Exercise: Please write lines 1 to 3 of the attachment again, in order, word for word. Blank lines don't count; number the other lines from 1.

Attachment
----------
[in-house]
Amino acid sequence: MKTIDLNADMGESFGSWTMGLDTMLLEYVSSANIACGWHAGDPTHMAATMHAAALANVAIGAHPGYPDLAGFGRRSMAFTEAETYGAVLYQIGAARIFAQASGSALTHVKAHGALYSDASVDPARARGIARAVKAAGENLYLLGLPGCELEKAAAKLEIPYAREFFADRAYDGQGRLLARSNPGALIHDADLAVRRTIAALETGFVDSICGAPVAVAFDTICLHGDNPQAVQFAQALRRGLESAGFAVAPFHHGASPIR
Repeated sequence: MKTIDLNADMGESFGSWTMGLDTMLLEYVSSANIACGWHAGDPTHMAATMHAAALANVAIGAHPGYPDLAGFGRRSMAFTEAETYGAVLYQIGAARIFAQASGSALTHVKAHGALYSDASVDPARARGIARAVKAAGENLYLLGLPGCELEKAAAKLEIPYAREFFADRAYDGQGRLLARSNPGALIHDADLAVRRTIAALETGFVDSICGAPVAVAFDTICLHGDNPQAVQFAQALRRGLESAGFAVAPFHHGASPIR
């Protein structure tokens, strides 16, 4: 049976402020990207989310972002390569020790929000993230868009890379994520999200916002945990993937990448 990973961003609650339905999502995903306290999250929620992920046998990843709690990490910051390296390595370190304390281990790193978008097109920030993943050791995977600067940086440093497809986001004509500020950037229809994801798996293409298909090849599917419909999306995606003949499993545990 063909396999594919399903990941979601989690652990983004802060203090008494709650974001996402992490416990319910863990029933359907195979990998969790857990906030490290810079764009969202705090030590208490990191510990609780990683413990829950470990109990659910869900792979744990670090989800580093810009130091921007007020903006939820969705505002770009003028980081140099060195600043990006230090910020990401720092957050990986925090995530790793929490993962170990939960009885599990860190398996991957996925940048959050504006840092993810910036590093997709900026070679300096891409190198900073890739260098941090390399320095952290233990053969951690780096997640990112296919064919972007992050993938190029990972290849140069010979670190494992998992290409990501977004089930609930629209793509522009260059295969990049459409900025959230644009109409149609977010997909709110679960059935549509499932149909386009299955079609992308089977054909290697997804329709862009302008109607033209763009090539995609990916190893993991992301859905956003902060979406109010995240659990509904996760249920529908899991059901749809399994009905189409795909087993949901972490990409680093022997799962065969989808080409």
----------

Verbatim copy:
[in-house]
Amino acid sequence: MKTIDLNADMGESFGSWTMGLDTMLLEYVSSANIACGWHAGDPTHMAATMHAAALANVAIGAHPGYPDLAGFGRRSMAFTEAETYGAVLYQIGAARIFAQASGSALTHVKAHGALYSDASVDPARARGIARAVKAAGENLYLLGLPGCELEKAAAKLEIPYAREFFADRAYDGQGRLLARSNPGALIHDADLAVRRTIAALETGFVDSICGAPVAVAFDTICLHGDNPQAVQFAQALRRGLESAGFAVAPFHHGASPIR
Repeated sequence: MKTIDLNADMGESFGSWTMGLDTMLLEYVSSANIACGWHAGDPTHMAATMHAAALANVAIGAHPGYPDLAGFGRRSMAFTEAETYGAVLYQIGAARIFAQASGSALTHVKAHGALYSDASVDPARARGIARAVKAAGENLYLLGLPGCELEKAAAKLEIPYAREFFADRAYDGQGRLLARSNPGALIHDADLAVRRTIAALETGFVDSICGAPVAVAFDTICLHGDNPQAVQFAQALRRGLESAGFAVAPFHHGASPIR